Chinese threat to attack Vietnamese military bases is reported to have forced Hanoi to halt drilling for oil and gas within the "nine-dash line" in the disputed South China Sea, off its south-east coast.

Talisman-Vietnam, a subsidiary of Spain's Repsol Oil, began its gas-drilling expedition on 21 June in an area about 400km (250 miles) off the Vietnamese coast. The drilling was seen an apparent move by Hanoi to reinforce its claims against the bigger rival in the territorial dispute, China.

However, the company was ordered to leave the area, according to the BBC, which cited an unnamed source in the Vietnamese oil industry as saying.

The area of the sea where the drilling is taking place is reportedly the same place that China has leased out to a different company. Beijing reportedly bought rights to drill there through a Hong Kong-based listed company Brightoil. This company is thought to have two senior China's Communist Party members as its directors.

Vietnam calls the piece of the seabed as Block 136-03, while China refers it to as Wanan Bei 21.

The drilling began days after Repsol confirmed the existence of a major gas field in the hotly contested waters. The company's reports were corroborated even by a Vietnamese diplomatic source, the BBC reported on Monday (24 July).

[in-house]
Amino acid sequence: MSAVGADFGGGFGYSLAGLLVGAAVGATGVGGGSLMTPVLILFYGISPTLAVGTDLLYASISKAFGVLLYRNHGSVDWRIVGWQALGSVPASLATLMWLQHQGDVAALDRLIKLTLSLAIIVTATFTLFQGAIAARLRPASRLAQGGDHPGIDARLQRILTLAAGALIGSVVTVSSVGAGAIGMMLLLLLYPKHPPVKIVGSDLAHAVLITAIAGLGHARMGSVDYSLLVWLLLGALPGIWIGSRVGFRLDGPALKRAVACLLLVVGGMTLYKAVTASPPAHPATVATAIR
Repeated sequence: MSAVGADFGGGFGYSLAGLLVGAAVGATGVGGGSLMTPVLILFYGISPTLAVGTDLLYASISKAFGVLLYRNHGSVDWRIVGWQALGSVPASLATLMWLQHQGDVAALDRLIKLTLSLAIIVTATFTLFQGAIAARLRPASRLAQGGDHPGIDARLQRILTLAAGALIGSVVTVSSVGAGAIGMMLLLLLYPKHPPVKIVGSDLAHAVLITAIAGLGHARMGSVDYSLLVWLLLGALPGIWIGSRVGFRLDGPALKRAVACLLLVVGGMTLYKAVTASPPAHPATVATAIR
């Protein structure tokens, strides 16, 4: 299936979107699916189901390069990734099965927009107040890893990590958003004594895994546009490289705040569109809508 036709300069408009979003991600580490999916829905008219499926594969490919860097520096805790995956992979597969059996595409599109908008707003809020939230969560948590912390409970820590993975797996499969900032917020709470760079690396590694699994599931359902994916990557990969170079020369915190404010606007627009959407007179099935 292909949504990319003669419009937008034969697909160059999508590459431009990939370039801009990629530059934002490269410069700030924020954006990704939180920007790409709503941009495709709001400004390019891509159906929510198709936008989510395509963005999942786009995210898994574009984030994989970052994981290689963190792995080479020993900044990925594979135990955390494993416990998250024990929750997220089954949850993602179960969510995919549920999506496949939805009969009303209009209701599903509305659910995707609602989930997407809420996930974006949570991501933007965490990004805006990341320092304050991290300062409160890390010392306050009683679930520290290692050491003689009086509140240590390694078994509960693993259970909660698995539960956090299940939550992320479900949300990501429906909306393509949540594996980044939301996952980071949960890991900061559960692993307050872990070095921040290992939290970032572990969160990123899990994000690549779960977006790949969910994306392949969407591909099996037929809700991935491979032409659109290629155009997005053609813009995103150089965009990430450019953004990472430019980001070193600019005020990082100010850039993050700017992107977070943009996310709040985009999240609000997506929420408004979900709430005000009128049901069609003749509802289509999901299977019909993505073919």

The broadcaster said the company was asked to stop its drilling by the government in Hanoi after China, last week, reportedly threatened to attack Vietnamese bases in the Spratly Islands if the activities continued.

Tensions between Vietnam and China over drilling for oil in the mineral-rich sea date back to 2014 when coastguards from both the sides confronted each other in the South China Sea. A Chinese ship was even reported to have intentionally rammed into Vietnamese vessels in an area where Beijing had placed a massive oil rig, according to Hanoi.

Beijing's deployment of the first rig sparked a diplomatic standoff with Hanoi in 2014. The countries' navies clashed and anti-China riots erupted across Vietnam. Both sides have since met for talks with little progress, but the two countries have tried to avoid a confrontation.

China Vietnam oil rig
Two Vietnamese Marine Guard ships are pictured flanking a Chinese coast guard vessel (C) on the South China Sea, about 210 km (130 miles) offshore of Vietnam ~ file photo Reuters

The world's second-largest economy claims almost all of the South China Sea, including reefs and islands, which extend roughly 1,000 miles from its southern shores.

Vietnam, Brunei, Malaysia, Taiwan and the Philippines are also claimants of the territorial disputes in the South China Sea.

As tensions simmer on and off in the region, China on Monday (24 July) said it wanted to maintain peace and stability in the sea.

China would like to "maintain stability in the South China Sea, abiding by the terms that have been agreed on the Declaration of Conduct and Code of Conduct in near future", Reuters cited Chinese Foreign Minister Wang Yi as saying.

The communist nation is accused of severe militarization by carrying out reclamation work in the contested regions.

South China Sea militarisation
Construction is shown on Fiery Cross Reef, in the Spratly Islands, the disputed South China Sea is seen in this 16 June 2017 satellite image CSIS/AMTI DigitalGlobe/Handout via Reuters

As part of its latest move to ascertain its rights and sovereignty to the islands in the South China Sea, Beijing has opened a state-of-the-art movie theatre on Woody Island, part of the Paracel group. The latest construction is apparently in a bid to help improve the quality of life for the 200 odd civilians and military personnel who are stationed on the tiny landmass.